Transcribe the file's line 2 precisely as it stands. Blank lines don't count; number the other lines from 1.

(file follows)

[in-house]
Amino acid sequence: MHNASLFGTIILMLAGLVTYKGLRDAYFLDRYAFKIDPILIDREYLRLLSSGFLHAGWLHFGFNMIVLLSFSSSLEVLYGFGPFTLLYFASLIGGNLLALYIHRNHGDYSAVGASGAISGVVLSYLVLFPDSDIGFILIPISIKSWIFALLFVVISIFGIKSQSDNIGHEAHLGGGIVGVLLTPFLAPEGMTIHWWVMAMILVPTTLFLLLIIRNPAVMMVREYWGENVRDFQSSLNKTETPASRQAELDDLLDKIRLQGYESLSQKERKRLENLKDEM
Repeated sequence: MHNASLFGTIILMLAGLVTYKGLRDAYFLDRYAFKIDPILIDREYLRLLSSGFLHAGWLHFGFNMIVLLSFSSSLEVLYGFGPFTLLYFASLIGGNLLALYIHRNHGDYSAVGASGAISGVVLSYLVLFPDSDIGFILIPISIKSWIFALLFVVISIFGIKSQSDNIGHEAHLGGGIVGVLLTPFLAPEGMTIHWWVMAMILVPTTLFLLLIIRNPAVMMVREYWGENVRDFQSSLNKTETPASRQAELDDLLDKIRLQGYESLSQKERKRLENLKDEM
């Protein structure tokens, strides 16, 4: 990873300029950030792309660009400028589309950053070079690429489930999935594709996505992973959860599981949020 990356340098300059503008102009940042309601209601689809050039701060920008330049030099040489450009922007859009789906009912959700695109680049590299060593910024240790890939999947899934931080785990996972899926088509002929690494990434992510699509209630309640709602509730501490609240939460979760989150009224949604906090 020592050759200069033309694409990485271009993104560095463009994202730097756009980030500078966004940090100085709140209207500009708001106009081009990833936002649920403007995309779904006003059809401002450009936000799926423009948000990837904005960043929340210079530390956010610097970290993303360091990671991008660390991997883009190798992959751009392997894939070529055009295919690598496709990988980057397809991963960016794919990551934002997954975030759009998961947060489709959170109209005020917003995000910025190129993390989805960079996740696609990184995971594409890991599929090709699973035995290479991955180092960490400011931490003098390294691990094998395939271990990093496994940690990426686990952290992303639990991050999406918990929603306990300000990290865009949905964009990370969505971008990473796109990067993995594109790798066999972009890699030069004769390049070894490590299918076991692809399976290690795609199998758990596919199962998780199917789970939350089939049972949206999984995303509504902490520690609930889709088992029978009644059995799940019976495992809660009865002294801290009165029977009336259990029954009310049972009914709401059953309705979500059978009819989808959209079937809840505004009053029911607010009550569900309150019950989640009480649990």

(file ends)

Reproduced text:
Amino acid sequence: MHNASLFGTIILMLAGLVTYKGLRDAYFLDRYAFKIDPILIDREYLRLLSSGFLHAGWLHFGFNMIVLLSFSSSLEVLYGFGPFTLLYFASLIGGNLLALYIHRNHGDYSAVGASGAISGVVLSYLVLFPDSDIGFILIPISIKSWIFALLFVVISIFGIKSQSDNIGHEAHLGGGIVGVLLTPFLAPEGMTIHWWVMAMILVPTTLFLLLIIRNPAVMMVREYWGENVRDFQSSLNKTETPASRQAELDDLLDKIRLQGYESLSQKERKRLENLKDEM